A new law meant to streamline pension services for county government staff is at the centre of a row pitting trade unions, governors, the national government and existing schemes in a battle to control billions of workers’ retirement funds.
President Uhuru Kenyatta assented to the County Government Retirement Scheme Act, 2019, on September 18 and the new law took effect on October 7, with its key provision being to create a new entity by merging existing ones.
The schemes to be collapsed to create the County Governments Retirement Scheme (CGRS), are the Local Authorities Provident Fund (Lap Fund), Local Authorities Pension Trust (Lap Trust), Local Authorities Pension Trust (Defined Benefits) Scheme, and the Local Authorities Pension Trust (Umbrella) Retirement Fund.
There is a transition period of five years, during which time the existing schemes will not be allowed to admit new members but will continue paying pensions and benefits to existing ones.
With the 47 counties having almost 180,000 workers, according to the latest Economic Survey 2019, the CGRS will control vast amounts of resources, making it almost as large in size as the giant National Social Security Fund (NSSF).
This could explain the reason there is a push and pull in efforts to control the new entity. In the same Economic Survey 2019, the wage bill for the 47 counties stood at Sh126.3 billion, only second to the Teachers Service Commission (TSC), which spent Sh202.2 billion to pay teachers.
“Both the national and CoG are salivating on the wings. The governors are for the first time realising there is ‘free money’ they can take control of. Our position is to deprive both of any chance to have a say in the management of the new scheme,” Kenya County Government Workers Union (KCGWU) general secretary, Roba Duba told the Sunday Nation.
The vicious battle recently played out when Lap Fund announced a change of name to County Governments Retirement Scheme on October 23.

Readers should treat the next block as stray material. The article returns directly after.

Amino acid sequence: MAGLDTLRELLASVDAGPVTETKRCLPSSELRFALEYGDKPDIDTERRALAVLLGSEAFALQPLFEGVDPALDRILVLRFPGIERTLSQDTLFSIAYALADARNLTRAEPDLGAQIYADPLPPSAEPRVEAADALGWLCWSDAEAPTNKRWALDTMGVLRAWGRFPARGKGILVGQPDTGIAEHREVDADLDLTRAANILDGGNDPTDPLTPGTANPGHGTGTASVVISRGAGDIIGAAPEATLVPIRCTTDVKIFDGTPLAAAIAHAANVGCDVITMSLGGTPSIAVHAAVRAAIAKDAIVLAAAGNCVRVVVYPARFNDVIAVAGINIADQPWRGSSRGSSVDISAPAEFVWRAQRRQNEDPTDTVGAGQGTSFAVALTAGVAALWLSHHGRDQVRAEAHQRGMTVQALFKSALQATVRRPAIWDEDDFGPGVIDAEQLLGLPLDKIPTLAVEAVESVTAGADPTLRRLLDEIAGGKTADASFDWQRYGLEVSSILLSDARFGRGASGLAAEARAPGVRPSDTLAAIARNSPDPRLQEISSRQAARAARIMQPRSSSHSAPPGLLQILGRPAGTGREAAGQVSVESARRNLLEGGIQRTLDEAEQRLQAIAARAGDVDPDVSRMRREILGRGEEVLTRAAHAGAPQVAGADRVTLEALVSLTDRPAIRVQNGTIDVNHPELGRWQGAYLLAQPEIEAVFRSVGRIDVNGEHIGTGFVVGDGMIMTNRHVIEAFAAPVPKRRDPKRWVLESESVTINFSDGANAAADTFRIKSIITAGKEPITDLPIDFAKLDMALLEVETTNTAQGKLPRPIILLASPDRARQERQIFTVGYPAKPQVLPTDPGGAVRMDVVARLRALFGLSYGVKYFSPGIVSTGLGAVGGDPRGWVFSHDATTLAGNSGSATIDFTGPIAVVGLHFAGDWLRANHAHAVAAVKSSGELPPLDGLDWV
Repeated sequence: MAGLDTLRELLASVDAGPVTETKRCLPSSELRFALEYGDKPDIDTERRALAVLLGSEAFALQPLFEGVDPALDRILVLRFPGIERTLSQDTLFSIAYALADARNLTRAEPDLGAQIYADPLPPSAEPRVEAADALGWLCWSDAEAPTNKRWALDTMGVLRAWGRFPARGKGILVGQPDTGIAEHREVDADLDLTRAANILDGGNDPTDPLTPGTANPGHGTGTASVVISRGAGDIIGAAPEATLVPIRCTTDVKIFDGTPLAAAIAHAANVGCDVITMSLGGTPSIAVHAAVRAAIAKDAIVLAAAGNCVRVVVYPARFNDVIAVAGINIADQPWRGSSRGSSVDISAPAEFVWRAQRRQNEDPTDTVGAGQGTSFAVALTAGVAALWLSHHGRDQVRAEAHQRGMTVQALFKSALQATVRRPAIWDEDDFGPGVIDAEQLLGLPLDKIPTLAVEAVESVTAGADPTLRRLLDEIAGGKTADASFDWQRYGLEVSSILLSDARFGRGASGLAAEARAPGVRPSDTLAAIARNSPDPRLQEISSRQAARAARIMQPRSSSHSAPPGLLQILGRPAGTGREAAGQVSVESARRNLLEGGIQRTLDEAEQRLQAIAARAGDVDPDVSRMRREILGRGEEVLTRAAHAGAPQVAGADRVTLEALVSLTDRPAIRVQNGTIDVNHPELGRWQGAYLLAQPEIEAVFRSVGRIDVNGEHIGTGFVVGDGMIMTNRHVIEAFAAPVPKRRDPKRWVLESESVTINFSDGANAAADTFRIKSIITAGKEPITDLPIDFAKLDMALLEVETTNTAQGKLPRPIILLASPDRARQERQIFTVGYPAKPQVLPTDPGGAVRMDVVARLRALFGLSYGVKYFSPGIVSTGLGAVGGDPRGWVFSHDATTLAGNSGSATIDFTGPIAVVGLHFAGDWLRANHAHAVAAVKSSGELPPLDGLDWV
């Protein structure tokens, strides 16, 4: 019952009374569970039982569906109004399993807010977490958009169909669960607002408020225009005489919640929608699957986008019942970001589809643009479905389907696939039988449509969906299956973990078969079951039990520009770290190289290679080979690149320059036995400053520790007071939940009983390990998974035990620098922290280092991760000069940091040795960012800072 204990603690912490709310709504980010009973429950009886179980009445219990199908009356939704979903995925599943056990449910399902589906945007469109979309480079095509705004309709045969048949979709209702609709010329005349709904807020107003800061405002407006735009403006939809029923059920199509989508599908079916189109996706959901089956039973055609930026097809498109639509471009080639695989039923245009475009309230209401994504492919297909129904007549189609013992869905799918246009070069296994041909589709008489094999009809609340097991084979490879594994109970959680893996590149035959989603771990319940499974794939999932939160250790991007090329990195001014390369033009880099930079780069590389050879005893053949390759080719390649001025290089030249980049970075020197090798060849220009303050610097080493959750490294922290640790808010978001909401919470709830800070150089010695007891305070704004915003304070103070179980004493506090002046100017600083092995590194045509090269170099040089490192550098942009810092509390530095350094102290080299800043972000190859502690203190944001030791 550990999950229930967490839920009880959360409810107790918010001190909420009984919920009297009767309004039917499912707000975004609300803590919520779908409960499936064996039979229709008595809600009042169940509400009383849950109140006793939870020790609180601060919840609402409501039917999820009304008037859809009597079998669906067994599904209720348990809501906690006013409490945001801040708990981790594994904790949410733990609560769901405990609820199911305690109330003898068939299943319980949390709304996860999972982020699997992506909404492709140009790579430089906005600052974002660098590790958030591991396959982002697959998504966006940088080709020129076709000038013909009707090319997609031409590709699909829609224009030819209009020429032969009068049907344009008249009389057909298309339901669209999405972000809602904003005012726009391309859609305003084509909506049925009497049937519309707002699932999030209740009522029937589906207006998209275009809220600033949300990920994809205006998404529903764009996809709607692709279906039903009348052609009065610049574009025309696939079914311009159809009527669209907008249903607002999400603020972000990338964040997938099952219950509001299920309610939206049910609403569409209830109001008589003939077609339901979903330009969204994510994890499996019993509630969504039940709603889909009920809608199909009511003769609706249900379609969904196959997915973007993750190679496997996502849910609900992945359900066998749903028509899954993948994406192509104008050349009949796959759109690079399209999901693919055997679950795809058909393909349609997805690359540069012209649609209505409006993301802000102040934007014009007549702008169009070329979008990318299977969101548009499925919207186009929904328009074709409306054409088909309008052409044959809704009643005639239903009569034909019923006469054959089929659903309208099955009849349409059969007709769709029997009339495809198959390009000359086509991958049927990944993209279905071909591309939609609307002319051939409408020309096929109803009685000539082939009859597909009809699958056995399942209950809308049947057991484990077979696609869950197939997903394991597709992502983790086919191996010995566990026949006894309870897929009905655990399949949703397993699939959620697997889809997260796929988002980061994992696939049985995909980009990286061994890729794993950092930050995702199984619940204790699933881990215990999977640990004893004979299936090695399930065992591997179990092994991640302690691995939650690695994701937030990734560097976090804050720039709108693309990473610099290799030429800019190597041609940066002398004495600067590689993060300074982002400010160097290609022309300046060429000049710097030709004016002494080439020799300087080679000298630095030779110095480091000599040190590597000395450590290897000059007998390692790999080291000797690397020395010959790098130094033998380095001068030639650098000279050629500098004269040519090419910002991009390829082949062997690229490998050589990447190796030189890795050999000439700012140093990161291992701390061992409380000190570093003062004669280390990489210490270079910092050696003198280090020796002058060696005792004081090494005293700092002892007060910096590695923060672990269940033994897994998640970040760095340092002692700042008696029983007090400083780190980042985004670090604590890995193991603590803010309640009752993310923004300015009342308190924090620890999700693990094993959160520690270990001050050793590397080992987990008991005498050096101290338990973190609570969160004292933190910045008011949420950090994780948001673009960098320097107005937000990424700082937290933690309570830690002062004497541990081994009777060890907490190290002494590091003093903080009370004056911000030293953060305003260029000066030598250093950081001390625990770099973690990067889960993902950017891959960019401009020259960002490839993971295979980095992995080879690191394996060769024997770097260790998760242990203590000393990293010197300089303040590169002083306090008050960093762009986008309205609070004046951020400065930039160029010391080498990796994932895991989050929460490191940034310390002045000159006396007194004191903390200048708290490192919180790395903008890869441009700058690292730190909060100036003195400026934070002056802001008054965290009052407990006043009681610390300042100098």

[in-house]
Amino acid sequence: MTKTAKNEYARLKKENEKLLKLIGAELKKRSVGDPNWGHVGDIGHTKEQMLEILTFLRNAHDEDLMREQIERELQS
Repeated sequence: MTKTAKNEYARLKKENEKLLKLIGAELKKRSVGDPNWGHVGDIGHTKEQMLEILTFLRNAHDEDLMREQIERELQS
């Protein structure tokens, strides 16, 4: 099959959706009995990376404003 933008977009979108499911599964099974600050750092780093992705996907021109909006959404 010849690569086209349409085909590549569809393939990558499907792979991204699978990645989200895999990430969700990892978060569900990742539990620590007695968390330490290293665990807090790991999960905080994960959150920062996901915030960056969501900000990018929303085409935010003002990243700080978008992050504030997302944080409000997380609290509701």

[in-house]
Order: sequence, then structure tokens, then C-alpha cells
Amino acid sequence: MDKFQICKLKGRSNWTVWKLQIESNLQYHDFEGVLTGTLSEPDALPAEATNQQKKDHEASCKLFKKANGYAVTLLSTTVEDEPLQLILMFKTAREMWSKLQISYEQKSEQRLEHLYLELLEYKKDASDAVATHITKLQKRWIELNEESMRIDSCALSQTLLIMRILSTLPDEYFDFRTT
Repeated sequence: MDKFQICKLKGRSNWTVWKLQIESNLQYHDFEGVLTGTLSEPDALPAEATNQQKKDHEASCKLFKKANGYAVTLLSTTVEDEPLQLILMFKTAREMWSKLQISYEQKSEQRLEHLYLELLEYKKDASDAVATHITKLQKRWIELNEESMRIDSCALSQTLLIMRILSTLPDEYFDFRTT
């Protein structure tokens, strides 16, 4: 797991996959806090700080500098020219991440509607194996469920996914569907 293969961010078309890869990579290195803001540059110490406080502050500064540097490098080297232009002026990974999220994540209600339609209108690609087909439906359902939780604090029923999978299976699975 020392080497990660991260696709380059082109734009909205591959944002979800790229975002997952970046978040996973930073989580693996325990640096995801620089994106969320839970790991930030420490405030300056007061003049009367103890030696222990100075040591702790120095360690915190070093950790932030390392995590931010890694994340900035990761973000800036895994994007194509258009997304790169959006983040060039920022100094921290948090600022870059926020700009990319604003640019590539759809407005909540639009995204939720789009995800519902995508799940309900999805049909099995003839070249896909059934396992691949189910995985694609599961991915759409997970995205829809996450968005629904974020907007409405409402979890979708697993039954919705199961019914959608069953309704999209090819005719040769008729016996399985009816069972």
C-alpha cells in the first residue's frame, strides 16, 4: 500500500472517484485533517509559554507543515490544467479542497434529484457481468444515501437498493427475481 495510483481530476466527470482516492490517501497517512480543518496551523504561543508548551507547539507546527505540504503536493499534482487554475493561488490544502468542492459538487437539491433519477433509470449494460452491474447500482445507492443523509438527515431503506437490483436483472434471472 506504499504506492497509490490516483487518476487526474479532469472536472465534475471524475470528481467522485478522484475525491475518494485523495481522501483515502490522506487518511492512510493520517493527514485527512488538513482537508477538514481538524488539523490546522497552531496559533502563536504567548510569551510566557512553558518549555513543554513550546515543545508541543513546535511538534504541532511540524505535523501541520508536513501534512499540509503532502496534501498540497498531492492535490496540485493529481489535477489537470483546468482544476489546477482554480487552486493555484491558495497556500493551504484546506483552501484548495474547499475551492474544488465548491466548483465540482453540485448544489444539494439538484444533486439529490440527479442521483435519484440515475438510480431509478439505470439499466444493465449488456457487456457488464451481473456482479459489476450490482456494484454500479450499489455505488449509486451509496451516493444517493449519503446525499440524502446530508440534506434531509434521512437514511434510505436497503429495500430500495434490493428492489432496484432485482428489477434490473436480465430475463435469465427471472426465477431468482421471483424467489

This attracted the wrath of governors who saw the Lap Fund’s move as an attempt to jump the gun.
On November 1, the Council of Governors (CoG) took a full-page advert to condemn Lap Fund’s change of name to one similar to the entity envisaged by the County Government Retirement Scheme Act.
“The Council of Governors notes with utmost concern the publication in both the Daily Nation and the Standard newspapers made on October 23, 2019, to the effect that ‘Lap Fund is now County Governments Retirement Scheme (CGRS),” CoG chairman, Kakamega Governor Wycliffe Oparanya stated.
“We wish to notify all county governments, their employees and the general public that the advertisement is mischievous and is calculated to misrepresent facts,” the CoG chairman added.
But KCGWU dismissed CoG as “busybodies”.
On the one hand, CoG wants to have the County Pension Fund (CPF), a private entity not subject to auditing by the Auditor General, retained as the scheme for county employees.
The governors prefer a corporate administrator with CPF Financial Services, headed by Hosea Kili, ranking high up as their ideal choice.
The CGRS Act however provides for an individual administrator appointed by the new scheme’s board of trustees.